LE PETIT CLER–A Great Little Bistro for a Casual Meal, B-

May 2, 2011

I doubt that it will surprise you to learn that I get dozens of emails every week asking for advice on where to eat in Paris. Unfortunately, giving everyone who writes a personal response could quickly become a full-time job, so I’m obliged to refer them to HUNGRY FOR PARIS, my book, or this blog. In a similar vein, I am the anointed restaurant choser among my friends, and because I’m grateful to them for accompanying me on so many of my weekly missions, this is a role I happily accept, although I really wish someone would invent a robot secretary to give me hand with all of those reservations.

Sometimes, however, I’m thrown for a real loop, which is what happened last Friday when I had an email from three wonderful friends who live in Rome saying they’d been in Paris over the May 1 weekend and asking if we could have dinner. I already had plans for Friday and Saturday, so Sunday was the only night I could suggest, and I immediately went to work trying to figure out a place we could go. These delightful women know and love good food, and don’t come to Paris very often, so I really wanted to bring them to a good solid French meal. As if Sunday night wouldn’t already be a challenge, it was also May 1, when many restaurants that are normally open are closed. The obvious way out would have been a brasserie, but since most of them are mediocre and over-priced, I immediately nixed that idea. Then I thought of La Fontaine de Mars, a good bistro in the 7th that I knew would be open, but was blocked on this place by the fact that other friends who’d be joining the party are a bit strapped at the moment.

2045616-12020278-thumbnailJambon cru with Poilane toast and a few doomed cornichons

But fiddling around on the Fontaine de Mars website, I noticed that they had a second address, Le Petit Cler, which I’d be unaware of and that the menu was both appealing and quite affordable. So I booked us there and hoped for the best.

Arriving on the rue Cler, I liked the look of this place right off the bat. It was a warm night, and they’d opened up the front of this busy restaurant, so that we had a lot of fresh air and less noise. We started off with a pleasant bottle of Gascon white for a very reasonable 16 Euros, and then when the waiter heard me translating the menu, he thoughtfully returned with several English-language ones.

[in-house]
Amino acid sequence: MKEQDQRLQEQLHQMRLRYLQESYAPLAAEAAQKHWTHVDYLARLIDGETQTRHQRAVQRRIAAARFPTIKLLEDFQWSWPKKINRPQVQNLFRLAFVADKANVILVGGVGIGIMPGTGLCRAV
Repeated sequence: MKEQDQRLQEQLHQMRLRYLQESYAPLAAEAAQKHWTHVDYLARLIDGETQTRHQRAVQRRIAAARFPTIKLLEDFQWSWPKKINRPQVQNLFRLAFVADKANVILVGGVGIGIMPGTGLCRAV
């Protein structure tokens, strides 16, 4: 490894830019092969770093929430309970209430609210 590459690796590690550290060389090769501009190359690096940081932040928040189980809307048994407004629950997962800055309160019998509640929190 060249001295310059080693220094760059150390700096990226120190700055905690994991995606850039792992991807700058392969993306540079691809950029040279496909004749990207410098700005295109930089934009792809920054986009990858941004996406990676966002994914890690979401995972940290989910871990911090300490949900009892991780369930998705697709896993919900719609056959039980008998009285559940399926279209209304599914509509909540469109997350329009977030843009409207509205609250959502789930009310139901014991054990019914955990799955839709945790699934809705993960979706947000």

Since none of us had ever been here before, we rather wildly over ordered when it came to our first courses–the portions were so large, that four starters could quite happily have fed six, but then the jambon cru I got was so good, I scarfed it all down without a problem. Several of the others had the terrine de campagne, which was also very generously served, obviously homemade and quite good. Two others unwittingly went with what turned out to a meal-sized goat cheese salad, which was nice with the exception of a very un-necessary squirt-bottle dribble of Balsamic vinegar–a terrible idea with good quality goat cheese, and Bruno thought he’d be eating light with a poached eggs with spinach, Parmesan, lentils and tomatoes, a delightful starter that was also substantial.

Though this place is a simple–and obviously very popular, neighborhood bistro the quality of the produce here was impressive, not surprising given the fact that everything comes from the same suppliers as those chosen for the very good La Fontaine de Mars. Main courses were similarly abundant and also very good, including the daily special of roasted chicken with potato puree, a terrific cote de boeuf for one, steak tartare, and a lavishly well-served planche complet.

As good as the food was, however, service here could use some fine tuning. When we were finally able to stop one, the waiter was friendly, but the cote de boeuf and roasted chicken could have been warmer, and I had to get up and go to a service station myself in search of salt and pepper. On the other hand, this place was mobbed, the price are low, the quality quite respectable, and the mostly French crowd here the other night generated a friendly, contented atmosphere.

We finished up an appealing ‘bio’ (organic) Cotes du Rhone with an excellent selection of cheeses from the nearby shop of Marie-Anne Cantin, one of the best cheesemongers in Paris, a slice of fair-to-middling tarte Tatin and a respectable moelleux au chocolat (melted chocolate cake), and at barely 30 Euros a head–it would have been much cheaper if we hadn’t so grievously over-ordered, we all agreed that this place is a great bet for good simple Gallic grub on a night when they’re not a lot of other choices available.

Le Petit Cler, 29 rue Cler, 7th, Tel., Metro: La Tour Maubourg or Ecole Militaire. Open daily for breakfast, lunch, and dinner.